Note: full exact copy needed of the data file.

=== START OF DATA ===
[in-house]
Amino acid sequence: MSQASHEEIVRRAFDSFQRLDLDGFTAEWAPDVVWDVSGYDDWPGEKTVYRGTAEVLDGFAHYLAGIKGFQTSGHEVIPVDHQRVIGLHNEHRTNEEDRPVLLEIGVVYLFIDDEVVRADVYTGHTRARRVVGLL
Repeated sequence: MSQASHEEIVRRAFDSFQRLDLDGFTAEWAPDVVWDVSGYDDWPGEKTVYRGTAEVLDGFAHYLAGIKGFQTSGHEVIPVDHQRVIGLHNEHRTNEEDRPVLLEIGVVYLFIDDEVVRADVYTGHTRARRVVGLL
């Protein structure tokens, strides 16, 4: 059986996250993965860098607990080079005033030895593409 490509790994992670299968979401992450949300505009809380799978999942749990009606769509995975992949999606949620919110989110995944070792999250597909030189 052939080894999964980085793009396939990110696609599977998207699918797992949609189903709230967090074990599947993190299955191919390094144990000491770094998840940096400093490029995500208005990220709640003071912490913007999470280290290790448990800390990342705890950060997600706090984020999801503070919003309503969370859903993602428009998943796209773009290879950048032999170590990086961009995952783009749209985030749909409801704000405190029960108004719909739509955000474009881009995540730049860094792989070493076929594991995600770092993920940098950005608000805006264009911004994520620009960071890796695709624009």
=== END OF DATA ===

[in-house]
Amino acid sequence: MSQASHEEIVRRAFDSFQRLDLDGFTAEWAPDVVWDVSGYDDWPGEKTVYRGTAEVLDGFAHYLAGIKGFQTSGHEVIPVDHQRVIGLHNEHRTNEEDRPVLLEIGVVYLFIDDEVVRADVYTGHTRARRVVGLL
Repeated sequence: MSQASHEEIVRRAFDSFQRLDLDGFTAEWAPDVVWDVSGYDDWPGEKTVYRGTAEVLDGFAHYLAGIKGFQTSGHEVIPVDHQRVIGLHNEHRTNEEDRPVLLEIGVVYLFIDDEVVRADVYTGHTRARRVVGLL
């Protein structure tokens, strides 16, 4: 059986996250993965860098607990080079005033030895593409 490509790994992670299968979401992450949300505009809380799978999942749990009606769509995975992949999606949620919110989110995944070792999250597909030189 052939080894999964980085793009396939990110696609599977998207699918797992949609189903709230967090074990599947993190299955191919390094144990000491770094998840940096400093490029995500208005990220709640003071912490913007999470280290290790448990800390990342705890950060997600706090984020999801503070919003309503969370859903993602428009998943796209773009290879950048032999170590990086961009995952783009749209985030749909409801704000405190029960108004719909739509955000474009881009995540730049860094792989070493076929594991995600770092993920940098950005608000805006264009911004994520620009960071890796695709624009």